Even MLB players think Chase Utley's slide was dirty
By JOHN DORN
The Los Angeles Dodgers pulled even with the New York Mets at a game a piece in the National League Division Series Saturday night, in the most controversial game of the playoffs thus far.
As you've probably seen by now, while trailing 2-1, LA's Chase Utley came barreling into Mets shortstop Ruben Tejada in an attempt to disrupt a double play. Tejada got caught in an awkward pivot, Utley nearly passed the base completely before beginning his descent, and the result -- after extensive discussion and replay review -- was Utley being safe at second and Tejada suffering a broken leg. He'll miss the rest of the playoffs. Los Angeles tied the score at two on the play, and took a 5-2 lead by the end of the inning.
Video clearly shows both players failing to touch the base, but Utley deliberately targeting Tejada's body rather than the base itself -- leaving many confused when he was allowed to remain safely on second base after review.
But even aside from the ruling, the dominating topic stemming from the incident is the morality of the slide, and how the umpiring crew and MLB rewarded the Dodgers for such a dangerous play by Utley. Consider this a reprise of the "unwritten rules" conversation that gained prominence when Jonathan Papelbon strangled teammate Bryce Harper in their own dugout last month.
But now, instead of just feelings being hurt, the Mets have lost their starting shortstop ahead of the franchise's most important games in a decade. Coming on the primetime stage, the play elicited reaction from the top personalities in baseball, including players from the past and present.
Predictably, the Mets clubhouse was livid after the game. Asked if he thought the play was legal, outfielder Michael Cuddyer perhaps came down the hardest.
"That's for you to decide," Cuddyer said, according to the New York Daily News. "Is there tackling in baseball?"
Utility man Kelly Johnson, acquired by the Mets in July, also had some harsh words for Utley and the officiating crew after the game.
"If (Utley) hits the ground first I have no problem with it,'' he said. "But he just crushed Ruben in the legs. There has to be a line drawn somewhere."
Team captain David Wright said postgame that he still had several questions about the play, and that only Utley truly knows what his intent was.
Even Mets players left off the postseason roster chimed in through Twitter. Pitcher Logan Verrett and injured reliever Jerry Blevins sounded off shortly after the play.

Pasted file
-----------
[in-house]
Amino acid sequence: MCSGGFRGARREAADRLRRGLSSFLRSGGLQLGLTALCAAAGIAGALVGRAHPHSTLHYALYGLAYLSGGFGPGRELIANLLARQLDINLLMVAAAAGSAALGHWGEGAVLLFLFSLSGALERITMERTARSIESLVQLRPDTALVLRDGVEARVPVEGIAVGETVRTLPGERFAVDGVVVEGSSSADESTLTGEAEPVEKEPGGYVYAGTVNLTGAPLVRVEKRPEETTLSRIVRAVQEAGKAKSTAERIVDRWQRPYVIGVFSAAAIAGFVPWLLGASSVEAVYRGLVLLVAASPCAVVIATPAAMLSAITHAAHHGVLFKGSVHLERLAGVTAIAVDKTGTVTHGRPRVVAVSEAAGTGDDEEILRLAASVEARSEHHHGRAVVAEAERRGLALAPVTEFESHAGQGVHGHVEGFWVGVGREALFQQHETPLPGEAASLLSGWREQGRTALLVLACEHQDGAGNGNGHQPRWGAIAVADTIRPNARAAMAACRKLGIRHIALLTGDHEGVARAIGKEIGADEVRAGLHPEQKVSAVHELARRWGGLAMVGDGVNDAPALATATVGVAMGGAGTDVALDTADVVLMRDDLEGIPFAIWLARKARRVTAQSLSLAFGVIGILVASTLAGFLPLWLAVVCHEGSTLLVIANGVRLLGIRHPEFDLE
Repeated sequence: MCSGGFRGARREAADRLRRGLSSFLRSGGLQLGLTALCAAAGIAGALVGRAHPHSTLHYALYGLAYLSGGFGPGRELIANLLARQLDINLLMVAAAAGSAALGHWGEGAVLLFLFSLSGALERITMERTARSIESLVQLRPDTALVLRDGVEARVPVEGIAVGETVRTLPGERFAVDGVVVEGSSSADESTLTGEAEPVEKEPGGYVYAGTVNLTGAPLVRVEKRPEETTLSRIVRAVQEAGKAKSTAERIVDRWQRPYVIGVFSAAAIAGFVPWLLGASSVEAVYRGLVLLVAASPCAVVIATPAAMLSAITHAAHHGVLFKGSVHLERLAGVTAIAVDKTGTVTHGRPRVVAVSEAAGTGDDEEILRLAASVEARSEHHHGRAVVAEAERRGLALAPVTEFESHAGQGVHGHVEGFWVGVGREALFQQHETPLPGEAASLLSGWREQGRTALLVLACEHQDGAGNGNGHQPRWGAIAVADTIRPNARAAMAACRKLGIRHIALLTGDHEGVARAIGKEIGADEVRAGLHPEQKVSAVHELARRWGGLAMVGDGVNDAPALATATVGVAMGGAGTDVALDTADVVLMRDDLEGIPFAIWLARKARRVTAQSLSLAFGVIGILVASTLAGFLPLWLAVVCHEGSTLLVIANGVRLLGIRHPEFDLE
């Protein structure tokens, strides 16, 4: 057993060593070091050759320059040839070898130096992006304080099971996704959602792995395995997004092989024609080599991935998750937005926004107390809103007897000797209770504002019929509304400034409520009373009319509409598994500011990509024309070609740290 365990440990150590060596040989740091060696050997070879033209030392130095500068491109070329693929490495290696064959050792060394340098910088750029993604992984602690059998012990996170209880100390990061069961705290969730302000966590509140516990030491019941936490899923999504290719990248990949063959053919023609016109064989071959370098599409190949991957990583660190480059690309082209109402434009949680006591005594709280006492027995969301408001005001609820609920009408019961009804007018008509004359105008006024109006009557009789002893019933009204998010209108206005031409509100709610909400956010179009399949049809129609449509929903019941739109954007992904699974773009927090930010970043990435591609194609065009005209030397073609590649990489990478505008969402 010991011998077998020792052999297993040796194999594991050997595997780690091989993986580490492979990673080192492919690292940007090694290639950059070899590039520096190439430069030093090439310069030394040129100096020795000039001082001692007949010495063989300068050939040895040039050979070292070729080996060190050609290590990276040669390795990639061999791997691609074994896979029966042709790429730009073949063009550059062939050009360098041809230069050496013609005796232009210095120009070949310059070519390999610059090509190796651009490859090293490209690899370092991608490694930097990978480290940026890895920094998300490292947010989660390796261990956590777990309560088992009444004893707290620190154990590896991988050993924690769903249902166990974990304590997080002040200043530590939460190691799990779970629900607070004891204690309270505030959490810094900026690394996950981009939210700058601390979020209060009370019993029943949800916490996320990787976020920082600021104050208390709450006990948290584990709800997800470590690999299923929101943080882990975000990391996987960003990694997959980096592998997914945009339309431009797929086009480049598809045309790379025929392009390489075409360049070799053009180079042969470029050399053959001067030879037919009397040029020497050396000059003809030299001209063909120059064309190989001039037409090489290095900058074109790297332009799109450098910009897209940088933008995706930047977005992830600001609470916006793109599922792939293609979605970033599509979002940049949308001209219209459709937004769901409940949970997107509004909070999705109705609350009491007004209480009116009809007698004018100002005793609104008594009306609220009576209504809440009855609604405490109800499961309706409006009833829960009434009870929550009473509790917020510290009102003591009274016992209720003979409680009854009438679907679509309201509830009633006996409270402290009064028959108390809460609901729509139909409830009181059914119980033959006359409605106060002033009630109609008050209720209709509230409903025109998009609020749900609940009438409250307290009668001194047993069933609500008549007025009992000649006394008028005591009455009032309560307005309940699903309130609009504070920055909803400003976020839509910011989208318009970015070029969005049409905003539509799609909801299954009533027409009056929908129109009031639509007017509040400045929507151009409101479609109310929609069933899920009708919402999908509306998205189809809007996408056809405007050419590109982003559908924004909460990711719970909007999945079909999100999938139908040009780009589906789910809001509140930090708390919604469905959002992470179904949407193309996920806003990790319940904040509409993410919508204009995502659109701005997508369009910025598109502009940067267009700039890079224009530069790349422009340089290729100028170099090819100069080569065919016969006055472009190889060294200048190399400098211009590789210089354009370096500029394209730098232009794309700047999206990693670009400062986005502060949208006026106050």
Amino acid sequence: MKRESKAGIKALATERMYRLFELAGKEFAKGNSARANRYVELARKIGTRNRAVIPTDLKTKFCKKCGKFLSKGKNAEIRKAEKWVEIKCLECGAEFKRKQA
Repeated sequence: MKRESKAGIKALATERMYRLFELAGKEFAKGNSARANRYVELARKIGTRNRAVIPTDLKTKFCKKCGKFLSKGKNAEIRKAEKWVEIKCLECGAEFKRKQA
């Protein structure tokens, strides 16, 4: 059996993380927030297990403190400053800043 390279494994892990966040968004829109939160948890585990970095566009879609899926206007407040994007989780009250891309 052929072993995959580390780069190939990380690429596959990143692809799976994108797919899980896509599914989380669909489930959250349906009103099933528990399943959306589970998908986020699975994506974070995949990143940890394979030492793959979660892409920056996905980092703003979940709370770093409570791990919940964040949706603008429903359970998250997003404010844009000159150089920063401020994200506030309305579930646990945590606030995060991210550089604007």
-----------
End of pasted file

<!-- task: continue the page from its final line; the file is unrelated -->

Former Mets player and coach Howard Johnson was a little more blunt.
Even players outside the New York organization felt the need to protest -- like longtime Mets rival and future Hall of Famer Chipper Jones.
Rockies shortstop and former Met Jose Reyes, who has been on the receiving end of a few Utley takeout slides in past years, was also disappointed.
In regards to the reaction by MLB and the umpires, San Diego Padres outfielder Justin Upton inferred that if Tejada was one of the game's stars, the consequences would've been different -- like if it had happened to Troy Tulowitzki.
Prominent former players-turned-television personalities used their platform to give deeper insight -- first, Alex Cora of ESPN.
Pedro Martinez, on the TBS postgame show, perhaps offered the most elaborate explanation.
In the short term, the league is looking into possible discipline for Utley. In the long term, this could be the final straw that leads to drastic rule changes -- the previous development was Pittsburgh Pirates shortstop blowing out his knee before the playoffs on a similar play.
In any event, the Dodgers won the game, but the Mets are still in the driver's seat -- though down a shortstop -- as the series shifts to Citi Field for two games. With Matt Harvey on the mound, there will surely be a buzz in New York as the team eyes its first postseason series victory in nine years.
More from AOL.com:
Mets return to New York angry after Utley's takeout slide
Torre to review Utley's slide for possible discipline
Utley takeout slide key; Dodgers beat Mets 5-2, tie NLDS 1-1